NASA craft undocks as crewmembers say farewell to ISS's resident astronauts.
Space shuttle Endeavour crewmembers said their goodbyes to their counterparts aboard the International Space Station early Tuesday as the shuttle prepared to undock from the orbiting research platform.
The crew awoke at 2:03 a.m. CDT to the sounds of Lee Greenwood's "Proud To Be An American", which was played for Endeavour astronaut Chris Cassidy, who is a former Navy SEAL. They bade farewell to the ISS's eight-member Expedition 20 crew at 9:30 a.m.
Two astronauts switched place amid the goodbyes. Endeavour crewmember Tim Kopra will remain onboard the ISS to assume flight engineer duties. ISS resident Koichi Wakata, from the Japanese Aerospace Exploration Agency, will return to Earth aboard the shuttle after a four month stint at the station.
The ISS's next visitor will be the Progress 34 cargo ship, which is slated to arrive Wednesday.
On Monday, a pair of astronauts from Endeavour worked their way through a five hour spacewalk around the ISS. The jaunt saw them complete a range of maintenance and research tasks outside the station.
The effort marked the fifth and last spacewalk for the current shuttle mission, which is known as STS-127. It was also the 218th spacewalk in the history of the American space program.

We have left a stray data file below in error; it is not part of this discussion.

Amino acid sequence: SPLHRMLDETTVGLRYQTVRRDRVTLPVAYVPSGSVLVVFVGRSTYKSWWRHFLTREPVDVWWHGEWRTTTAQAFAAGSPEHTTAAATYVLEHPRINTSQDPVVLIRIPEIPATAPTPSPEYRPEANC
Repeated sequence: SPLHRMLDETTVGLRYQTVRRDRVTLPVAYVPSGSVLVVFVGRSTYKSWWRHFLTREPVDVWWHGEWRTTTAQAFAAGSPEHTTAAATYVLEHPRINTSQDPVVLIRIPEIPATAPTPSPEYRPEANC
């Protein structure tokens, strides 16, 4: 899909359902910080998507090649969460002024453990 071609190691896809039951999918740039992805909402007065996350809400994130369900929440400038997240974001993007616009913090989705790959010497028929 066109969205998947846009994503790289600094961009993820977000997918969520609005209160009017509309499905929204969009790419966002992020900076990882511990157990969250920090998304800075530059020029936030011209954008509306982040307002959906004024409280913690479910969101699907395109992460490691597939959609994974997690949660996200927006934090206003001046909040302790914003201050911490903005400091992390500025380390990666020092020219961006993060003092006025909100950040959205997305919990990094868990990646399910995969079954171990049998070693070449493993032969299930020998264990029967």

Endeavour lifted off on July 15th from the Kennedy Space Center in Florida after a series of delays caused by faulty equipment and bad weather. It's set to return home on July 31st.
The mission hasn't been without some drama. Shuttle pilots were forced to maneuver the craft over the ISS so that the space station crew could check for possible damage from liftoff debris. NASA at this point does not believe the craft suffered any significant harm.
STS-127 is a 16-day roundtrip voyage that has seen the Endeavour crew work to complete construction of Japan's Kibo space laboratory. The astronauts added a porch-like platform to the lab's exterior that will allow experiments to be exposed to the vacuum of outer space.
NASA is expected to phase out the space shuttle program starting next year. Plans call for the development of an Apollo-style rocket and capsule system, dubbed Ares and Orion, to replace the orbiter. Obama administration officials, however, have recently raised questions about the plan's cost and practicality.
The Senate earlier this month confirmed former astronaut Maj. Gen. Charles Bolden as NASA administrator.
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